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Glycoalkaloid isolation from Solanum linnaeanum berries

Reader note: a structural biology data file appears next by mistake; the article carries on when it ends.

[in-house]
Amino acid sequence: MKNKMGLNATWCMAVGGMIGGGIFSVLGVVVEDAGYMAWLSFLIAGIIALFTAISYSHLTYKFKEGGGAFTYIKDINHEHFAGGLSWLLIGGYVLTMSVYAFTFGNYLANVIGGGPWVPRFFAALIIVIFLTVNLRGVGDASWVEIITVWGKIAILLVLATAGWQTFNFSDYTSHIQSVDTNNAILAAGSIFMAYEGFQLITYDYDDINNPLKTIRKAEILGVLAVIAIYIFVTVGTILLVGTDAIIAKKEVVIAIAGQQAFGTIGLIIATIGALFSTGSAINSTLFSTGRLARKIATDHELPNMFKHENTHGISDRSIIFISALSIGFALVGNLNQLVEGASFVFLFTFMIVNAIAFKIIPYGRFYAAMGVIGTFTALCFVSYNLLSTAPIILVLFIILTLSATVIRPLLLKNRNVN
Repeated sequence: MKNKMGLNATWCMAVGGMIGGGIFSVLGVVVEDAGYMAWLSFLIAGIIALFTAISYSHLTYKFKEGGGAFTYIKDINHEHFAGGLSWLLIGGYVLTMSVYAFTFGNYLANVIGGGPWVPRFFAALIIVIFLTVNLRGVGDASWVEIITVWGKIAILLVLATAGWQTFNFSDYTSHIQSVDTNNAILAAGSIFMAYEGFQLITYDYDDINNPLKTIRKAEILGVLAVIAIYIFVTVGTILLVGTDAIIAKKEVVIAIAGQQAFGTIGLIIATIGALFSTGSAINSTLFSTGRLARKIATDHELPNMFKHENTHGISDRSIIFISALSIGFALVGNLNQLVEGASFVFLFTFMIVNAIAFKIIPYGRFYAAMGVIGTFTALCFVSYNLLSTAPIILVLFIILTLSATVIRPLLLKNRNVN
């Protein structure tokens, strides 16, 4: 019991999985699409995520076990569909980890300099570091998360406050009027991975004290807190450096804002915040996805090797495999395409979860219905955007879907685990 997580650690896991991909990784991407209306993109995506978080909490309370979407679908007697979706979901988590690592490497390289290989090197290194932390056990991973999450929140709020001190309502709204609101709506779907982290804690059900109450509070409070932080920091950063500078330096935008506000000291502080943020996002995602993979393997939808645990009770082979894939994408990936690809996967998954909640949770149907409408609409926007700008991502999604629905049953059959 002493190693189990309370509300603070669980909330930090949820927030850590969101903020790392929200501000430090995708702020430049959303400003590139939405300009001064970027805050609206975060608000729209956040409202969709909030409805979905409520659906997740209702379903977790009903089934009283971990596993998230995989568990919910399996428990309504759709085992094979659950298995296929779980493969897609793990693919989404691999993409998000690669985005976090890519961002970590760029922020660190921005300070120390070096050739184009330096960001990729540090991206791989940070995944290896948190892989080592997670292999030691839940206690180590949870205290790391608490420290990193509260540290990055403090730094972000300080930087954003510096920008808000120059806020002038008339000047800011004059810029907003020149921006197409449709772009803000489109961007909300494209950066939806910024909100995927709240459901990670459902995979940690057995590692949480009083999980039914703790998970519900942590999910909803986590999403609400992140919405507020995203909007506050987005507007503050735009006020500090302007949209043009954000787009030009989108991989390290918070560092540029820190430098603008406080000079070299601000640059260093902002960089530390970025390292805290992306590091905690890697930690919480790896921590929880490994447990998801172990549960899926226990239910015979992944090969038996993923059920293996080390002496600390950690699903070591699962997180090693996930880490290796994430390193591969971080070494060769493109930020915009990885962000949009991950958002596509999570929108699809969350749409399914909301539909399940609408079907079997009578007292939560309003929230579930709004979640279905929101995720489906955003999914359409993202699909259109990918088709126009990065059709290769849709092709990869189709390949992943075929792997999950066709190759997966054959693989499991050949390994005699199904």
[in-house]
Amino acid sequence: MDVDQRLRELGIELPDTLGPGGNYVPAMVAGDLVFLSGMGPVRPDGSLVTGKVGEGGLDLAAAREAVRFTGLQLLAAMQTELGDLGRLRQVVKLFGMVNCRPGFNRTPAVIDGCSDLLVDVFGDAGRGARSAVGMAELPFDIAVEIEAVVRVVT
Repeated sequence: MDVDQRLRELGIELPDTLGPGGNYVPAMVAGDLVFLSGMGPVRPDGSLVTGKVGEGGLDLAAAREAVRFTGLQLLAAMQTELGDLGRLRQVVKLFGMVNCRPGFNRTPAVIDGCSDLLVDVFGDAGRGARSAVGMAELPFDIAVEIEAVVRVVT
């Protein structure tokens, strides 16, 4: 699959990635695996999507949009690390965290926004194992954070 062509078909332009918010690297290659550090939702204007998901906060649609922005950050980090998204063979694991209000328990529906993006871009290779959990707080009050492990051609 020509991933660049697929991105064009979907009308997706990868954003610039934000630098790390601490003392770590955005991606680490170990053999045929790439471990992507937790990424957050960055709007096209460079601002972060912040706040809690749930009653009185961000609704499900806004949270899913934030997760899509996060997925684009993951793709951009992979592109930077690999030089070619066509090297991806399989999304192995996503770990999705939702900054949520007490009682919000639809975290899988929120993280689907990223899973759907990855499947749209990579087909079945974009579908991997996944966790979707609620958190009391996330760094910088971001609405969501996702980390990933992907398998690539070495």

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Glycoalkaloids are plant secondary metabolites that can be both harmful and beneficial to human health. They cause gastroenteric symptoms, coma and even death at high concentrations. It is thought that glycoalkaloids are toxic to human health as a result of their effects on the nervous system and destruction of cell membranes. On the other hand, glycoalkaloids can be effective drugs. For example, solasodine is used to treat skin cancer and tomatidine is used in cancer chemotherapy. Solasodine is also used as a precursor of steroidal drugs. The goal of the work was to isolate and separate efficiently these similar compounds. Materials and methods. Glycoalkaloids from Solanum linnaeanum berries were isolated using column chromatography and confirmed via NMR spectroscopy and MS/MS spectrometry. Results and discussion. The chemical structures of glycoalkaloids are nearly identical. For example, solamargine differs from solasonine in having a methyl group instead of a hydroxyl group bound to the sugar residue of the compound. Thus, their molecular weight and polarity are quite similar. In this work, the process yielded 37.1 mg solasonine, 92.3 mg solasonine and solamargine mix and 56.2 mg solamargine from 81.67 g dried S. linnaeanum berries. Conclusion. Solanum linnaeanum berries are a good source of these glycoalkaloids and the developed protocol proved efficient for purification of solasonine and solamargine.